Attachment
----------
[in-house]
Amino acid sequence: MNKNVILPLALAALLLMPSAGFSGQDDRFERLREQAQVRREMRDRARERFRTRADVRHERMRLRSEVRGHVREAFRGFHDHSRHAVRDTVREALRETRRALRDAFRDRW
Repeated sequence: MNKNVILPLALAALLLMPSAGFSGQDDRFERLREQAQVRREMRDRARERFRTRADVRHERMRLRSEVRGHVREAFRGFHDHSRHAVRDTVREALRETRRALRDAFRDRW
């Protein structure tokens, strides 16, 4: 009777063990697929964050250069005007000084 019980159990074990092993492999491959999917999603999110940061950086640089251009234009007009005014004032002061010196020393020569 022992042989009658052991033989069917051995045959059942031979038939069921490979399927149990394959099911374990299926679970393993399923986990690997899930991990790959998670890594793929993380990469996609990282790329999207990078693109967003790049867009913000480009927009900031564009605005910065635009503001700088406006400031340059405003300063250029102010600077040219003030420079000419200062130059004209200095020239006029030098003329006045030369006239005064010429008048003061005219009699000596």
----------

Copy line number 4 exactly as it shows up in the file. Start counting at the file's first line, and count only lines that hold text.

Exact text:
């Protein structure tokens, strides 16, 4: 009777063990697929964050250069005007000084 019980159990074990092993492999491959999917999603999110940061950086640089251009234009007009005014004032002061010196020393020569 022992042989009658052991033989069917051995045959059942031979038939069921490979399927149990394959099911374990299926679970393993399923986990690997899930991990790959998670890594793929993380990469996609990282790329999207990078693109967003790049867009913000480009927009900031564009605005910065635009503001700088406006400031340059405003300063250029102010600077040219003030420079000419200062130059004209200095020239006029030098003329006045030369006239005064010429008048003061005219009699000596």